JRA Moving on Farish, Slowly by Tyler Cleveland

T

he sewer and water pipes that run underneath Farish Street are ready to support businesses. The bricked street and landscaping along the sidewalks are ready, too. Some storefronts look revamped and new, and the wiring inside the buildings is damn-near state of the

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and a dentist’s office. Later, in the 1950s and 1960s, civil-rights leaders held meetings in the area’s churches, restaurants and homes. Icons of the movement, including Stokely Carmichael and Medgar Evers, made the push for equality out of an NAACP office

of Farish and Griffith streets, and a small handful of legacy businesses hanging on, but none of that was Watkins’ doing. The Farish Street Group’s plans included 13 venues on the stretch of storefronts from Amite Street to Griffith Street, but TRIP BURNS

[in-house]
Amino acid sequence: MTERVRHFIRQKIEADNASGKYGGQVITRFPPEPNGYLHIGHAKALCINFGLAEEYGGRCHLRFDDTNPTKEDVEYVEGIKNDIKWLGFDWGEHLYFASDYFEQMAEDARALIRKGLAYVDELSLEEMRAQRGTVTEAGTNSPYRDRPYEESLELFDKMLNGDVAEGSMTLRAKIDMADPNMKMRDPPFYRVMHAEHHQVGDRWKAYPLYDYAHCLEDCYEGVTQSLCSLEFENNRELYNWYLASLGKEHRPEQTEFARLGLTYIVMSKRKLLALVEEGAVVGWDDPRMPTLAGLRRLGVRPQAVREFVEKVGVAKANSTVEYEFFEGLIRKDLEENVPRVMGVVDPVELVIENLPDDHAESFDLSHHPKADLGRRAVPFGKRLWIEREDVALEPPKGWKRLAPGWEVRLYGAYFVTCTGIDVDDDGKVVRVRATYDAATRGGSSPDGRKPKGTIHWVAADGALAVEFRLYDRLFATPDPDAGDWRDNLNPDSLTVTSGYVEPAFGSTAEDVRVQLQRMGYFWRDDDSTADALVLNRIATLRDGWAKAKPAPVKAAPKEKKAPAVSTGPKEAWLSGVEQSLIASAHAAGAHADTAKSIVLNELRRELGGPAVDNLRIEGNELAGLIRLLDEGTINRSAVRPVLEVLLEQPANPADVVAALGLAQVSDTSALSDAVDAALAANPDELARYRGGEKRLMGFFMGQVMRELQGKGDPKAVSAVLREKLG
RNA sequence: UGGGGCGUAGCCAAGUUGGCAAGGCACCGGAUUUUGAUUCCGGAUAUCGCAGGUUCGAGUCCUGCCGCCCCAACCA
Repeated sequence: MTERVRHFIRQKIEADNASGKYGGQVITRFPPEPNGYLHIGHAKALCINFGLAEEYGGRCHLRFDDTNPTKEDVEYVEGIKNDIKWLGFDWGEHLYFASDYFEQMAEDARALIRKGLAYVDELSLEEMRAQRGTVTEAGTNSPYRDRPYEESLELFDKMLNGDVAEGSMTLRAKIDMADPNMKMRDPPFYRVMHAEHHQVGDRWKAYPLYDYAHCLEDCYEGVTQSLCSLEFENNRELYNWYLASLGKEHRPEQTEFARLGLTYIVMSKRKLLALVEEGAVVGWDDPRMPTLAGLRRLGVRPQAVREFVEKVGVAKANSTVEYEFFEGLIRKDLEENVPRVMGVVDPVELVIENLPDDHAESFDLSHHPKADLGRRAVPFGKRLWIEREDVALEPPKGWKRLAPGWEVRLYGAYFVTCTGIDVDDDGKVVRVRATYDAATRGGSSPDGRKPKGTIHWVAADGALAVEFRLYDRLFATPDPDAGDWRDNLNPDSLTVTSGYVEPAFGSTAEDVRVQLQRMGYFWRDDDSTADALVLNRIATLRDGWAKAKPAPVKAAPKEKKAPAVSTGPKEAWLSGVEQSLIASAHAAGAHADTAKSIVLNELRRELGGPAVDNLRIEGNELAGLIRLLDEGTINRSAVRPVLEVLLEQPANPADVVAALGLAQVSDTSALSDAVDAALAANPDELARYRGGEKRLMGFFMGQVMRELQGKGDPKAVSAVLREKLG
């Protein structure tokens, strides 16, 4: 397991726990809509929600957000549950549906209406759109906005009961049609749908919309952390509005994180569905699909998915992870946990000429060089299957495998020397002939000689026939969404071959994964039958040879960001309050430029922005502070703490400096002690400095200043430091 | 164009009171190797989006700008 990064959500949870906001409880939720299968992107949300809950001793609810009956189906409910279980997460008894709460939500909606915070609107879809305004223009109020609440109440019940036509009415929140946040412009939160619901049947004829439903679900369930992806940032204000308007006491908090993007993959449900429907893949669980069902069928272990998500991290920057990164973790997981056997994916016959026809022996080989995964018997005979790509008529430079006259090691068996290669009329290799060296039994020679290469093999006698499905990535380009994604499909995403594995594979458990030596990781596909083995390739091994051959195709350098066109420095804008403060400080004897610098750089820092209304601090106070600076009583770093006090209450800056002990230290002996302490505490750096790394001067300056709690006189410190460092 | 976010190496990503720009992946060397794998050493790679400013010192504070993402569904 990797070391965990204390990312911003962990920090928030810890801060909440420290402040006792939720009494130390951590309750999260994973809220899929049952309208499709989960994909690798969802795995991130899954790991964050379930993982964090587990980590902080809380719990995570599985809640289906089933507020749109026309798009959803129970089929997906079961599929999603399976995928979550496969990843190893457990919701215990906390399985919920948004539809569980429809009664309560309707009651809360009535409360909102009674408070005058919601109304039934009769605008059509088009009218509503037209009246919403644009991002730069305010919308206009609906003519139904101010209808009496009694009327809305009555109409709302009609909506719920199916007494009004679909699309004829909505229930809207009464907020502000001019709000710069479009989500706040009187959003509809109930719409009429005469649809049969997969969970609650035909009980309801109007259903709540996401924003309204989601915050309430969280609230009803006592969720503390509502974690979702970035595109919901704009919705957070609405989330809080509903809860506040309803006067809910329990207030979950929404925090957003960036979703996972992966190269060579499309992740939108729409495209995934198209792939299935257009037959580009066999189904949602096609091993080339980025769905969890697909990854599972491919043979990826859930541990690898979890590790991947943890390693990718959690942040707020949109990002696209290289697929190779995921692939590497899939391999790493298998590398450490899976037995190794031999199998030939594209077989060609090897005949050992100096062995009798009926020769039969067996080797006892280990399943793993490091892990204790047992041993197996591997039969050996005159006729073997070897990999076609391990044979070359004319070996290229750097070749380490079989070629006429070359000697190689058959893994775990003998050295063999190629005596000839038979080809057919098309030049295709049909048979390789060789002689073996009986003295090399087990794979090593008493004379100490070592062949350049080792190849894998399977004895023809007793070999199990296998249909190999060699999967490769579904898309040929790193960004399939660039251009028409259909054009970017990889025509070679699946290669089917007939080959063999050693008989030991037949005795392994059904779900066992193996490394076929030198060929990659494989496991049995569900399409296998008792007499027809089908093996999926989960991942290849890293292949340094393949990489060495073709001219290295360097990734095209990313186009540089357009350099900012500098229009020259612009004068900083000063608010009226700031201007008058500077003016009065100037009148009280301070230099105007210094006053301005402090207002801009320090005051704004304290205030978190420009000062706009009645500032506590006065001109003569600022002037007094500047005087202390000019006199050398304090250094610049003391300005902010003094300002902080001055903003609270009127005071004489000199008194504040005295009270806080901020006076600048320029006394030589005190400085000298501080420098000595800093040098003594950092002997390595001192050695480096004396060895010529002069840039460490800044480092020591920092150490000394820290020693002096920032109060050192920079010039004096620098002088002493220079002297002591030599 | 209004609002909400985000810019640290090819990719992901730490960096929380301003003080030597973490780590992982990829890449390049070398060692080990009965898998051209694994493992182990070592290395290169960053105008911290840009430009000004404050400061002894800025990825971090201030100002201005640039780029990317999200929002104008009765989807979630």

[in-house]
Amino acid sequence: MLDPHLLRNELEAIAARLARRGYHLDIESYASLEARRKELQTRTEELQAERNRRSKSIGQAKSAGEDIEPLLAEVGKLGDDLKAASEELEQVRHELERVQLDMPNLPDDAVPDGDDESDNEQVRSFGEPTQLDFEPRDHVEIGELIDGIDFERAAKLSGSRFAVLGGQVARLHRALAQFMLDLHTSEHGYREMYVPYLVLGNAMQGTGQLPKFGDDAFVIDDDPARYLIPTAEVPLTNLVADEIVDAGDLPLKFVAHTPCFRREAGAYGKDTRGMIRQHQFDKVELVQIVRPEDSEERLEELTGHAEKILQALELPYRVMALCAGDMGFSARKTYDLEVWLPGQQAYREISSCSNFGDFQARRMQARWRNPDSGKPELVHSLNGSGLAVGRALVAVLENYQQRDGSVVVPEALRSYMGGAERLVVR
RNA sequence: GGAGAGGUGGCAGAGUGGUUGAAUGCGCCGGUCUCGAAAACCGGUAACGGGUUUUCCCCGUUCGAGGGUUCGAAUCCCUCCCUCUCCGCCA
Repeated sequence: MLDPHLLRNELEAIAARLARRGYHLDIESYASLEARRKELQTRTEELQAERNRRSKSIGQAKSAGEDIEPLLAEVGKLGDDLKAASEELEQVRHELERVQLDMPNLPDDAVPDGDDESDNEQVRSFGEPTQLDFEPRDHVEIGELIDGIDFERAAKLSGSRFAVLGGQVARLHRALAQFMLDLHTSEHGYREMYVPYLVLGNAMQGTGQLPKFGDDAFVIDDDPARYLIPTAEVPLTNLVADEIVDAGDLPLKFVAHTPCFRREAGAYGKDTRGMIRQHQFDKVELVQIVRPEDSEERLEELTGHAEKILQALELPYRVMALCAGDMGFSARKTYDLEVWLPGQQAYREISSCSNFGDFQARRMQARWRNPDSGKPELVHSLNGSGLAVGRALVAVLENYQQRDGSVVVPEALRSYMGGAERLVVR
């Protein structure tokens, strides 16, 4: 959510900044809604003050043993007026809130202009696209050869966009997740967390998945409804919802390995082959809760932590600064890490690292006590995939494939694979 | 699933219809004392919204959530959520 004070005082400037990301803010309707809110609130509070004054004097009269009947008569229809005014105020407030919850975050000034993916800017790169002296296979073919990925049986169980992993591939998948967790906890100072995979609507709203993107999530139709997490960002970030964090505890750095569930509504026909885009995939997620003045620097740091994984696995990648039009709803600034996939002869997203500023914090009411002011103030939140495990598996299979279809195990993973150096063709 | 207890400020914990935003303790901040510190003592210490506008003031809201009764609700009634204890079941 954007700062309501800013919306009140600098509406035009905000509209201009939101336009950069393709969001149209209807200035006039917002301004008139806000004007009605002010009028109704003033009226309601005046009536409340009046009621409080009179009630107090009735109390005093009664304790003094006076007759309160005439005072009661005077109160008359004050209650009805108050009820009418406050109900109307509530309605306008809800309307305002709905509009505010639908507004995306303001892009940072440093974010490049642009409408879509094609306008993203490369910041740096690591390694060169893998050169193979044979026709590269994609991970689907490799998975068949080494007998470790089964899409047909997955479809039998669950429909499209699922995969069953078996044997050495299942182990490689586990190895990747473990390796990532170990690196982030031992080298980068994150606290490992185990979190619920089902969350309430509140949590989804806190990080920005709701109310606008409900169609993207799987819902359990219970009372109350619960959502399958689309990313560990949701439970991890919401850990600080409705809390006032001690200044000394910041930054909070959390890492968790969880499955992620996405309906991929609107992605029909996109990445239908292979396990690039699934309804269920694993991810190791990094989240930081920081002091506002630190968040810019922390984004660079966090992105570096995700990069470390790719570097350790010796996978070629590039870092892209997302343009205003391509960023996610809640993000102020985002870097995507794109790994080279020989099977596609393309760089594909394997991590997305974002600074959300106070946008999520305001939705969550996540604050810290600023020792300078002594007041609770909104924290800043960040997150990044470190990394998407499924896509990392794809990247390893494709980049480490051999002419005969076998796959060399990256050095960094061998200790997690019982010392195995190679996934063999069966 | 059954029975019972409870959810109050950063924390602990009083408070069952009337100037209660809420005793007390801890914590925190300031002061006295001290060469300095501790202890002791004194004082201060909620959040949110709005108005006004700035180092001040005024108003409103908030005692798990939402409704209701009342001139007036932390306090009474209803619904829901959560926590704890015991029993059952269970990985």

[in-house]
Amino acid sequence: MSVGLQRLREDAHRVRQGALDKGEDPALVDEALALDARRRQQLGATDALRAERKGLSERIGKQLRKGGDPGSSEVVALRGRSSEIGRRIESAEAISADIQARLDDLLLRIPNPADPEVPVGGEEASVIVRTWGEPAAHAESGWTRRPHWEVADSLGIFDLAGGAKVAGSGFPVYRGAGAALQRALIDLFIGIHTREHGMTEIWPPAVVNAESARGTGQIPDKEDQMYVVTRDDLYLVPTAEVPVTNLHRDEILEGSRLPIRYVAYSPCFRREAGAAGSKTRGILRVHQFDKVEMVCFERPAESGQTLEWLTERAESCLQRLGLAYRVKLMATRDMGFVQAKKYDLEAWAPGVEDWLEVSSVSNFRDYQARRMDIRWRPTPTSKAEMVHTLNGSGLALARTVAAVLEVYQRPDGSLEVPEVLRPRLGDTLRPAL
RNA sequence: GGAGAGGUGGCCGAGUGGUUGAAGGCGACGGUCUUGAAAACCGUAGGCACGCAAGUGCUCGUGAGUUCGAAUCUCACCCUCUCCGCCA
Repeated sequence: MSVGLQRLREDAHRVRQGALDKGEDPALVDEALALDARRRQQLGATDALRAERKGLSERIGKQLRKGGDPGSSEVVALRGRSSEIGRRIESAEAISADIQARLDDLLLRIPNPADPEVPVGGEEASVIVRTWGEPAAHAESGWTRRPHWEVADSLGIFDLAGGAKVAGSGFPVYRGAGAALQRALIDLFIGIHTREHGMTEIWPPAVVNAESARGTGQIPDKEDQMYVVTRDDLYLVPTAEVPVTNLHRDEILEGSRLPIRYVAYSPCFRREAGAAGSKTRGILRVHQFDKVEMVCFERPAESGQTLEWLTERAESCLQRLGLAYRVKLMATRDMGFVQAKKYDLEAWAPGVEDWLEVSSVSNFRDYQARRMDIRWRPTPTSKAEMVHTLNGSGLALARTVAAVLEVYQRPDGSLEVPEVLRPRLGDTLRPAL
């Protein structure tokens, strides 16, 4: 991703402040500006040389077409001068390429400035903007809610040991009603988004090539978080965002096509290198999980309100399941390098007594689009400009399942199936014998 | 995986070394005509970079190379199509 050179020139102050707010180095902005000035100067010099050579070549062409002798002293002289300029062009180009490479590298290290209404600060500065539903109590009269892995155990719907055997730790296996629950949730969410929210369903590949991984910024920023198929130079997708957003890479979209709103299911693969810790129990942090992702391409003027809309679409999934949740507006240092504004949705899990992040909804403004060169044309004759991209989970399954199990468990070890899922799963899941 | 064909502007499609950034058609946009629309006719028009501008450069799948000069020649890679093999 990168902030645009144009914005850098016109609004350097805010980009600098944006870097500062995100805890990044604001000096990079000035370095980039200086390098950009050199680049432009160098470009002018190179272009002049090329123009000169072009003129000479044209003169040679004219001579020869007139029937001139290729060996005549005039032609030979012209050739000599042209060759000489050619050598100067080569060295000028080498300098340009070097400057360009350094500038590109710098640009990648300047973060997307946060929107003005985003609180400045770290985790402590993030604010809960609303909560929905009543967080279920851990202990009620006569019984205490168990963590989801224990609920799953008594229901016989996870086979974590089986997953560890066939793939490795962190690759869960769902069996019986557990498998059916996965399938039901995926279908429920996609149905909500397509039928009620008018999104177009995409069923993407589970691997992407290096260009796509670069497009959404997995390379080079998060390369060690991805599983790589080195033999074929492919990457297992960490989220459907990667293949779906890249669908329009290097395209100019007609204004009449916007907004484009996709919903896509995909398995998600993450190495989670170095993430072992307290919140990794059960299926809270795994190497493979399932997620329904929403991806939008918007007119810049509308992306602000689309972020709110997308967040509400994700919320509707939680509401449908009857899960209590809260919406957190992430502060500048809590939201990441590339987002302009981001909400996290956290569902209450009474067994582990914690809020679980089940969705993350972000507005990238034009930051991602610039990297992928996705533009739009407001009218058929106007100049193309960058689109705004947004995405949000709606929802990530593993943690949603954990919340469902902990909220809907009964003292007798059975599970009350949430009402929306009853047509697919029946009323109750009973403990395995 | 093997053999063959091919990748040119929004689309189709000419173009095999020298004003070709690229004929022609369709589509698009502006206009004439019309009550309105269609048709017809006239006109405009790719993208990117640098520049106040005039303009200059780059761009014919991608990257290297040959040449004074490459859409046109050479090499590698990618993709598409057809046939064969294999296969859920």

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art. It ought to be—the mixture of private and public investment for the historic district since renovation began now totals more $20 million. So why isn’t Farish Street thriving? That’s a question Jackson Redevelopment Authority officials are apparently tired of asking, leading them to cancel the contract with developer Farish Street Group LLC at the Sept. 25 JRA meeting. The group, and its lead investor and developer David Watkins, had held the development lease for Farish Street since 2008. Jackson Mayor Chokwe Lumumba said during his mayoral campaign earlier this year that it was time for JRA to go in a new direction. In late September, Lumumba called the board’s decision to cut ties to the former contractor “long overdue.� “Unfortunately, it just didn’t work out, and it was time for a change,� Lumumba said. “Hopefully, some of the people who were involved with the previous group will be able to remain involved, but I just don’t think they will be able to do what was originally planned. Either way, it didn’t make sense for the city to be held hostage by one long-term contract.� Lumumba has called for Watkins’ group to be kicked to the curb since December 2012 when he served on the Jackson City Council. The history of Farish Street’s renovation efforts, which Jackson architect Steven Horn first proposed in 1983, is as shameful as the area is illustrious. Once a bustling downtown strip that served as a business and social hub for Jackson’s African American community, much of Farish Street sat abandoned for years, contributing to making the area increasingly prone to crime. At its peak from 1900 to World War II, the strip housed African American attorneys, doctor’s offices, a bank, two hospitals